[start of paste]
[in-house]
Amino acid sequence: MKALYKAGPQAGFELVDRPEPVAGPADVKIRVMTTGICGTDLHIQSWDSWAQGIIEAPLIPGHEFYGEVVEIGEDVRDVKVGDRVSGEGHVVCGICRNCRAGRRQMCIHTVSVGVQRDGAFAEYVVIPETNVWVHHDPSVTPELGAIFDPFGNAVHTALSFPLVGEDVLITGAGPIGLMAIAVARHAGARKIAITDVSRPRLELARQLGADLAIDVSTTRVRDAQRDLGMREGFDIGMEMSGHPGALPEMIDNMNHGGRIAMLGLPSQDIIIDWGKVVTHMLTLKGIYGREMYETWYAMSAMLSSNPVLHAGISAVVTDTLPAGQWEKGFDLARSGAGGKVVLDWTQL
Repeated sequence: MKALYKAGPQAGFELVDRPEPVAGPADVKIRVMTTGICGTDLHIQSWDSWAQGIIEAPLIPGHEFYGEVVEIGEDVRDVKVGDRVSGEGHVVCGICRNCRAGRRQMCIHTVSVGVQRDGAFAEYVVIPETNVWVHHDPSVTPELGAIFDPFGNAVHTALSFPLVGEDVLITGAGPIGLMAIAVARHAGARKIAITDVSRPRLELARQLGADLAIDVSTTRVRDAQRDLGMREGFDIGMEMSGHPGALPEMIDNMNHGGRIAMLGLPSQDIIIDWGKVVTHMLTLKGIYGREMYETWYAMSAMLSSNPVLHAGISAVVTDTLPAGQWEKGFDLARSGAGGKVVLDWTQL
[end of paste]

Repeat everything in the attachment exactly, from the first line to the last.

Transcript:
[in-house]
Amino acid sequence: MKALYKAGPQAGFELVDRPEPVAGPADVKIRVMTTGICGTDLHIQSWDSWAQGIIEAPLIPGHEFYGEVVEIGEDVRDVKVGDRVSGEGHVVCGICRNCRAGRRQMCIHTVSVGVQRDGAFAEYVVIPETNVWVHHDPSVTPELGAIFDPFGNAVHTALSFPLVGEDVLITGAGPIGLMAIAVARHAGARKIAITDVSRPRLELARQLGADLAIDVSTTRVRDAQRDLGMREGFDIGMEMSGHPGALPEMIDNMNHGGRIAMLGLPSQDIIIDWGKVVTHMLTLKGIYGREMYETWYAMSAMLSSNPVLHAGISAVVTDTLPAGQWEKGFDLARSGAGGKVVLDWTQL
Repeated sequence: MKALYKAGPQAGFELVDRPEPVAGPADVKIRVMTTGICGTDLHIQSWDSWAQGIIEAPLIPGHEFYGEVVEIGEDVRDVKVGDRVSGEGHVVCGICRNCRAGRRQMCIHTVSVGVQRDGAFAEYVVIPETNVWVHHDPSVTPELGAIFDPFGNAVHTALSFPLVGEDVLITGAGPIGLMAIAVARHAGARKIAITDVSRPRLELARQLGADLAIDVSTTRVRDAQRDLGMREGFDIGMEMSGHPGALPEMIDNMNHGGRIAMLGLPSQDIIIDWGKVVTHMLTLKGIYGREMYETWYAMSAMLSSNPVLHAGISAVVTDTLPAGQWEKGFDLARSGAGGKVVLDWTQL